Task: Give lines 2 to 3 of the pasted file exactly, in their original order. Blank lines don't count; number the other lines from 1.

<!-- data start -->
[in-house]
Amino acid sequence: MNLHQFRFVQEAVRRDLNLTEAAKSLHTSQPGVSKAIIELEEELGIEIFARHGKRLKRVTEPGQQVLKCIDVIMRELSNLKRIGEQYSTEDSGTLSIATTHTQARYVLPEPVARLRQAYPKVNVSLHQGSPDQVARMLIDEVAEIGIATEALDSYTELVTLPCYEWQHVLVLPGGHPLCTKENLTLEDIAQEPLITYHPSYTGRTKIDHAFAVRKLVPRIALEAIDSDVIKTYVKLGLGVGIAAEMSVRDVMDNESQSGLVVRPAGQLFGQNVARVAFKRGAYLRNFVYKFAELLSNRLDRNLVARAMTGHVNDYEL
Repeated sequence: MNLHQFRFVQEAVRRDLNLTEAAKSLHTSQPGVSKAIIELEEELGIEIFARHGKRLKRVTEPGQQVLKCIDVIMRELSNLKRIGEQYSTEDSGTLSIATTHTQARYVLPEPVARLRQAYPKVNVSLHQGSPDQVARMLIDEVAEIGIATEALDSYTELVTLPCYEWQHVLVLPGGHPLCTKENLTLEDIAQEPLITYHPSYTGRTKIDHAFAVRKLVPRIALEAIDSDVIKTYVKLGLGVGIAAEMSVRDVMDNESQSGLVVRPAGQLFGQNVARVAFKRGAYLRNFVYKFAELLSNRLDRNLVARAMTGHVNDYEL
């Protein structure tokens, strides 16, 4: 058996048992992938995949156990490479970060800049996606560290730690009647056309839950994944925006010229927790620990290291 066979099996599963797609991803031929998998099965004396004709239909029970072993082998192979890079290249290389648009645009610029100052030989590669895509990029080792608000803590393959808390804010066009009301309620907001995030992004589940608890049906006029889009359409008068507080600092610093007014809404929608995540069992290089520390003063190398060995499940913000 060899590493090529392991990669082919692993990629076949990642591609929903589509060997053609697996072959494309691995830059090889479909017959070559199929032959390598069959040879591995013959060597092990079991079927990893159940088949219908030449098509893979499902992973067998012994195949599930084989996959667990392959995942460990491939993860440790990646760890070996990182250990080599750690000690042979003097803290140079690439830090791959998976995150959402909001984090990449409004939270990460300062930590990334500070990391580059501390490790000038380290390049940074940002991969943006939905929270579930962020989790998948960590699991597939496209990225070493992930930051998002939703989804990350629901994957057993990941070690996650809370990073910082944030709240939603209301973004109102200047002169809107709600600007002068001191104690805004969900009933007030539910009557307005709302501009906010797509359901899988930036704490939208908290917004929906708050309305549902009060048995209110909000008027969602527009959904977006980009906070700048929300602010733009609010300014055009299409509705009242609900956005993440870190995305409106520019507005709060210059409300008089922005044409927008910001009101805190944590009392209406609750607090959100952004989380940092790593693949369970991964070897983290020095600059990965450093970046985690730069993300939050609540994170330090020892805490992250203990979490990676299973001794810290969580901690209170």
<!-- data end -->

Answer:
Amino acid sequence: MNLHQFRFVQEAVRRDLNLTEAAKSLHTSQPGVSKAIIELEEELGIEIFARHGKRLKRVTEPGQQVLKCIDVIMRELSNLKRIGEQYSTEDSGTLSIATTHTQARYVLPEPVARLRQAYPKVNVSLHQGSPDQVARMLIDEVAEIGIATEALDSYTELVTLPCYEWQHVLVLPGGHPLCTKENLTLEDIAQEPLITYHPSYTGRTKIDHAFAVRKLVPRIALEAIDSDVIKTYVKLGLGVGIAAEMSVRDVMDNESQSGLVVRPAGQLFGQNVARVAFKRGAYLRNFVYKFAELLSNRLDRNLVARAMTGHVNDYEL
Repeated sequence: MNLHQFRFVQEAVRRDLNLTEAAKSLHTSQPGVSKAIIELEEELGIEIFARHGKRLKRVTEPGQQVLKCIDVIMRELSNLKRIGEQYSTEDSGTLSIATTHTQARYVLPEPVARLRQAYPKVNVSLHQGSPDQVARMLIDEVAEIGIATEALDSYTELVTLPCYEWQHVLVLPGGHPLCTKENLTLEDIAQEPLITYHPSYTGRTKIDHAFAVRKLVPRIALEAIDSDVIKTYVKLGLGVGIAAEMSVRDVMDNESQSGLVVRPAGQLFGQNVARVAFKRGAYLRNFVYKFAELLSNRLDRNLVARAMTGHVNDYEL